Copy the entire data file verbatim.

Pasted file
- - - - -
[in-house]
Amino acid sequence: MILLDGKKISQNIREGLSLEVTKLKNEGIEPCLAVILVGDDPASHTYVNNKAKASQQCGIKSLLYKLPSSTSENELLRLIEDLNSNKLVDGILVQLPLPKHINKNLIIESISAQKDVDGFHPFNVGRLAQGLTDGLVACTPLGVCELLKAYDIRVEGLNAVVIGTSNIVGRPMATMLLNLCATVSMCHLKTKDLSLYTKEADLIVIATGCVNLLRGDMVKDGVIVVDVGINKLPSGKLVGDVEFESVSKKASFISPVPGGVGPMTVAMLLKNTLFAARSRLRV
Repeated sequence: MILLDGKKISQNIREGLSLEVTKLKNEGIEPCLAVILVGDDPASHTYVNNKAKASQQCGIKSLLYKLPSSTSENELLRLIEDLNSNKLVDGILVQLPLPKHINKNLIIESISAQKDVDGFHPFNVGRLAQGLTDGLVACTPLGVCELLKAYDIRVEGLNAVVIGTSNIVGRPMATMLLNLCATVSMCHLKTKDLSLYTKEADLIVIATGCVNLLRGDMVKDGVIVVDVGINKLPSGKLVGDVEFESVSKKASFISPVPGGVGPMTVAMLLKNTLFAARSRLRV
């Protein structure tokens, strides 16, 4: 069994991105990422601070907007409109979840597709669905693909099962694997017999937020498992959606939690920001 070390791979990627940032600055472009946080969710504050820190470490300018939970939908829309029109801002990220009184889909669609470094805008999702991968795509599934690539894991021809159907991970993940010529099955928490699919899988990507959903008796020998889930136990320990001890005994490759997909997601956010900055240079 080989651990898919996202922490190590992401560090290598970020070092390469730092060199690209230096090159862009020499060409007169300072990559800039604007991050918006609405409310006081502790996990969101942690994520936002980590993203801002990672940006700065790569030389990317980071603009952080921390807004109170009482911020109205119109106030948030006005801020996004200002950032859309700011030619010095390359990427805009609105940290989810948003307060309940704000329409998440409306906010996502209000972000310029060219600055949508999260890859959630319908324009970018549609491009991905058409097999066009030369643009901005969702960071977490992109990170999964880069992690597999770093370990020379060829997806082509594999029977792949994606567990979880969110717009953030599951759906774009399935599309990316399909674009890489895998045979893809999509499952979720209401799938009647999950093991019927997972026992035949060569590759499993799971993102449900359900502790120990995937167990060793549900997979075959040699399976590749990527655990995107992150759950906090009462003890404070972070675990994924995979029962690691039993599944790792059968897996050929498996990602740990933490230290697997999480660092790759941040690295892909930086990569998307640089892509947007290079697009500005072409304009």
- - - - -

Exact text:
[in-house]
Amino acid sequence: MILLDGKKISQNIREGLSLEVTKLKNEGIEPCLAVILVGDDPASHTYVNNKAKASQQCGIKSLLYKLPSSTSENELLRLIEDLNSNKLVDGILVQLPLPKHINKNLIIESISAQKDVDGFHPFNVGRLAQGLTDGLVACTPLGVCELLKAYDIRVEGLNAVVIGTSNIVGRPMATMLLNLCATVSMCHLKTKDLSLYTKEADLIVIATGCVNLLRGDMVKDGVIVVDVGINKLPSGKLVGDVEFESVSKKASFISPVPGGVGPMTVAMLLKNTLFAARSRLRV
Repeated sequence: MILLDGKKISQNIREGLSLEVTKLKNEGIEPCLAVILVGDDPASHTYVNNKAKASQQCGIKSLLYKLPSSTSENELLRLIEDLNSNKLVDGILVQLPLPKHINKNLIIESISAQKDVDGFHPFNVGRLAQGLTDGLVACTPLGVCELLKAYDIRVEGLNAVVIGTSNIVGRPMATMLLNLCATVSMCHLKTKDLSLYTKEADLIVIATGCVNLLRGDMVKDGVIVVDVGINKLPSGKLVGDVEFESVSKKASFISPVPGGVGPMTVAMLLKNTLFAARSRLRV
């Protein structure tokens, strides 16, 4: 069994991105990422601070907007409109979840597709669905693909099962694997017999937020498992959606939690920001 070390791979990627940032600055472009946080969710504050820190470490300018939970939908829309029109801002990220009184889909669609470094805008999702991968795509599934690539894991021809159907991970993940010529099955928490699919899988990507959903008796020998889930136990320990001890005994490759997909997601956010900055240079 080989651990898919996202922490190590992401560090290598970020070092390469730092060199690209230096090159862009020499060409007169300072990559800039604007991050918006609405409310006081502790996990969101942690994520936002980590993203801002990672940006700065790569030389990317980071603009952080921390807004109170009482911020109205119109106030948030006005801020996004200002950032859309700011030619010095390359990427805009609105940290989810948003307060309940704000329409998440409306906010996502209000972000310029060219600055949508999260890859959630319908324009970018549609491009991905058409097999066009030369643009901005969702960071977490992109990170999964880069992690597999770093370990020379060829997806082509594999029977792949994606567990979880969110717009953030599951759906774009399935599309990316399909674009890489895998045979893809999509499952979720209401799938009647999950093991019927997972026992035949060569590759499993799971993102449900359900502790120990995937167990060793549900997979075959040699399976590749990527655990995107992150759950906090009462003890404070972070675990994924995979029962690691039993599944790792059968897996050929498996990602740990933490230290697997999480660092790759941040690295892909930086990569998307640089892509947007290079697009500005072409304009």